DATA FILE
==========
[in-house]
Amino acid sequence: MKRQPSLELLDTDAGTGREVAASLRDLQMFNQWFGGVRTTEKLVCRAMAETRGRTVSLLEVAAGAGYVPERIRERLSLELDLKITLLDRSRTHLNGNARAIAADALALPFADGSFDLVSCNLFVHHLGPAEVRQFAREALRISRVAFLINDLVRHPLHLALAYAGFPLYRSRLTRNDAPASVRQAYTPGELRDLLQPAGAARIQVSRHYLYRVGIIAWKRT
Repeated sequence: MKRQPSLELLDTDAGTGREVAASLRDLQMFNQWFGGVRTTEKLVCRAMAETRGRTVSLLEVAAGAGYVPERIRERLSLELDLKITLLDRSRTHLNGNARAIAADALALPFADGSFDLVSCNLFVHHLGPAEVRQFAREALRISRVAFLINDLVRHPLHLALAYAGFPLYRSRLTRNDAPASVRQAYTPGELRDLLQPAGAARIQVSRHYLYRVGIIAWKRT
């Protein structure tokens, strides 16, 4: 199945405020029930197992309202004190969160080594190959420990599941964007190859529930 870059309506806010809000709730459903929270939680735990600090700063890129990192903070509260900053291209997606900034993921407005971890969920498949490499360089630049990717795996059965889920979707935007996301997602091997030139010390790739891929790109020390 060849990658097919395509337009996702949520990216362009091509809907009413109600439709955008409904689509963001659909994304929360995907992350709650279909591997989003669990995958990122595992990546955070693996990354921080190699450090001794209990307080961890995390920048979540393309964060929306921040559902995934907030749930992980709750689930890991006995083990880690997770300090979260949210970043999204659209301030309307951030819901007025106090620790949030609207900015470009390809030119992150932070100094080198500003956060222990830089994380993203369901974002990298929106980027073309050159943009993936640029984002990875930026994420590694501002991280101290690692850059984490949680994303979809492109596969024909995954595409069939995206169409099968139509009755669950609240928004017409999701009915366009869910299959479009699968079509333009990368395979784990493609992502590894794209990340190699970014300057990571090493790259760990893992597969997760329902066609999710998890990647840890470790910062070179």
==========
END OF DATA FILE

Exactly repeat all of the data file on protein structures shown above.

[in-house]
Amino acid sequence: MKRQPSLELLDTDAGTGREVAASLRDLQMFNQWFGGVRTTEKLVCRAMAETRGRTVSLLEVAAGAGYVPERIRERLSLELDLKITLLDRSRTHLNGNARAIAADALALPFADGSFDLVSCNLFVHHLGPAEVRQFAREALRISRVAFLINDLVRHPLHLALAYAGFPLYRSRLTRNDAPASVRQAYTPGELRDLLQPAGAARIQVSRHYLYRVGIIAWKRT
Repeated sequence: MKRQPSLELLDTDAGTGREVAASLRDLQMFNQWFGGVRTTEKLVCRAMAETRGRTVSLLEVAAGAGYVPERIRERLSLELDLKITLLDRSRTHLNGNARAIAADALALPFADGSFDLVSCNLFVHHLGPAEVRQFAREALRISRVAFLINDLVRHPLHLALAYAGFPLYRSRLTRNDAPASVRQAYTPGELRDLLQPAGAARIQVSRHYLYRVGIIAWKRT
């Protein structure tokens, strides 16, 4: 199945405020029930197992309202004190969160080594190959420990599941964007190859529930 870059309506806010809000709730459903929270939680735990600090700063890129990192903070509260900053291209997606900034993921407005971890969920498949490499360089630049990717795996059965889920979707935007996301997602091997030139010390790739891929790109020390 060849990658097919395509337009996702949520990216362009091509809907009413109600439709955008409904689509963001659909994304929360995907992350709650279909591997989003669990995958990122595992990546955070693996990354921080190699450090001794209990307080961890995390920048979540393309964060929306921040559902995934907030749930992980709750689930890991006995083990880690997770300090979260949210970043999204659209301030309307951030819901007025106090620790949030609207900015470009390809030119992150932070100094080198500003956060222990830089994380993203369901974002990298929106980027073309050159943009993936640029984002990875930026994420590694501002991280101290690692850059984490949680994303979809492109596969024909995954595409069939995206169409099968139509009755669950609240928004017409999701009915366009869910299959479009699968079509333009990368395979784990493609992502590894794209990340190699970014300057990571090493790259760990893992597969997760329902066609999710998890990647840890470790910062070179």